NEW YORK (CNN/Money) -
Will the self-proclaimed King of All Media help bring satellite radio from the fringes to the mainstream?
Radio "shock jock" Howard Stern has been increasingly talking about the end being near for his popular morning show now that the Federal Communications Commission is starting to enforce stricter obscenity fines on broadcasting companies. Last month Clear Channel stopped broadcasting Stern's show on six stations.
|The price of indecency
As a result, there has been rampant speculation that Stern might eventually join Sirius Satellite Radio (SIRI: Research, Estimates) or XM Satellite Radio (XMSR: Research, Estimates), which like pay cable stations, are not subject to the same decency and obscenity rules that affect major TV networks and terrestrial radio stations.
Both satellite radio stocks have bucked the market's downward trend: Since Feb. 2 (the day after the Super Bowl halftime show that kicked off much of the indecency backlash), shares of Sirius are up about 3 percent while XM Satellite has gained 7 percent.
Meanwhile, shares of traditional radio operators Clear Channel Communications (CCU: Research, Estimates) and Citadel Broadcasting (CDL: Research, Estimates) are down 7 percent.
Viacom (VIA.B: Research, Estimates), which owns Infinity Broadcasting, the radio group that syndicates Stern's show and CBS, the network that aired this year's Super Bowl, has fallen 8 percent. Shares of Emmis Communications (EMMS: Research, Estimates) and Cumulus Media (CMLS: Research, Estimates) are down slightly as well.
I wrote a column about Sirius and XM Satellite early last month. And while I admitted to loving the concept, I said the stocks might be due for a near-term pullback. Shares tend to move mainly on reports about subscriber growth and at the time it looked like there might not be much news on that front until the summer, when the big auto companies give more details about which 2005 models will feature built-in satellite radio.
The addition of a high-profile shock jock -- Bubba the Love Sponge, fired last month by Clear Channel, might also be looking for a new gig in satellite -- could certainly spark near-term interest in shares.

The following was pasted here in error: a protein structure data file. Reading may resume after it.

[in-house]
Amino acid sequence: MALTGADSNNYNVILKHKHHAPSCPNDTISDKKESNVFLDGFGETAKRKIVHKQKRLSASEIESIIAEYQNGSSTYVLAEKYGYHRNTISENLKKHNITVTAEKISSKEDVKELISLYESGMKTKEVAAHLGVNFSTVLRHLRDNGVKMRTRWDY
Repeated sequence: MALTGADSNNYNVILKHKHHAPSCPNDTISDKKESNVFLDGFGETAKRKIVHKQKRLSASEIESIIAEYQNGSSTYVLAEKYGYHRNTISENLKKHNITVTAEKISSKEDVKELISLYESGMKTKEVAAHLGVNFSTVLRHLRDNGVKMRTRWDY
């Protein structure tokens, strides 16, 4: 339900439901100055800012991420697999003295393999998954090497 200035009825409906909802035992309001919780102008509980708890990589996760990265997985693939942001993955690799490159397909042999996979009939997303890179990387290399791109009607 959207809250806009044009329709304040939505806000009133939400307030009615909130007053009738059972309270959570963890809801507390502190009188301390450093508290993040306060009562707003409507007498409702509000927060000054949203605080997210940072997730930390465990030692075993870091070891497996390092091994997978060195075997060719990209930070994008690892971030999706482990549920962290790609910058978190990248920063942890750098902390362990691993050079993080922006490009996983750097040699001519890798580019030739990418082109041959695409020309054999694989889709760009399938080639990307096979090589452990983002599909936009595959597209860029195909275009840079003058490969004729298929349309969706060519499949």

But would it really have any lasting fundamental effect on the companies' results?
Now how much would you pay?
To be sure, high profile personalities could mean a big boost to subscriber bases. In a recent report, Stifel, Nicolaus analyst Kit Spring noted that Stern has approximately 15 million listeners nationwide, versus little more than 1.5 million for XM and 260,000 for Sirius.
And satellite radio companies clearly are looking for ways to differentiate themselves from other radio stations. Analysts argue that for the companies to succeed in the long-term they will need to do more than offer music.
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"Consumers still have free terrestrial radio. The satellite radio companies need to convince consumers to pay for radio and exclusive content is a critical factor in that," said Dominic Ainscough, an analyst with Yankee Group, a tech research firm.
But there's the rub. How much will listeners who have grown accustomed to hearing Stern for free want to pony up to continue hearing him? Sirius currently charges $12.95 per month and XM charges $9.95.
If Stern were to make a move to satellite, analysts say, Sirius would be the most likely destination, since Clear Channel owns a stake in XM.
Some analysts hold out hope that satellite companies would be able to charge extra for premium features (like Stern), but the smaller Sirius has yet to go down this road. It has an exclusive deal with the National Football League to broadcast all games, for example, and is not charging extra. XM, on the other hand, is charging an additional $2.99 a month for a Playboy Radio channel.
So if Stern were to join Sirius, he probably would be part of a basic package, said Thomas Watts, an analyst with SG Cowen. And that brings me back to one of my biggest concerns about both companies in the long-term.
It's hard to imagine how either company will be able to raise monthly rates substantially from current levels. Add to that the fact that the satellite companies would now have to spend more on programming (Stern won't come cheap) and that could keep profits, which are still non-existent due to huge start-up costs, relatively low.
Sure, subscriber growth should continue to increase but sooner or later, investors need to look at more than that. Remember how excited Wall Street was about "unique visitors" and "eyeballs" for Internet content companies in the late 90's?
Daniel Ernst, an analyst with Rodman & Renshaw, sums it up best. "These are phenomenal products," he says. "But at the end of the day, you have to invest in profits, not listeners or subscribers."
Analysts quoted in this story do not own shares of Sirius or XM and their firms have no investment banking relationships with either company.
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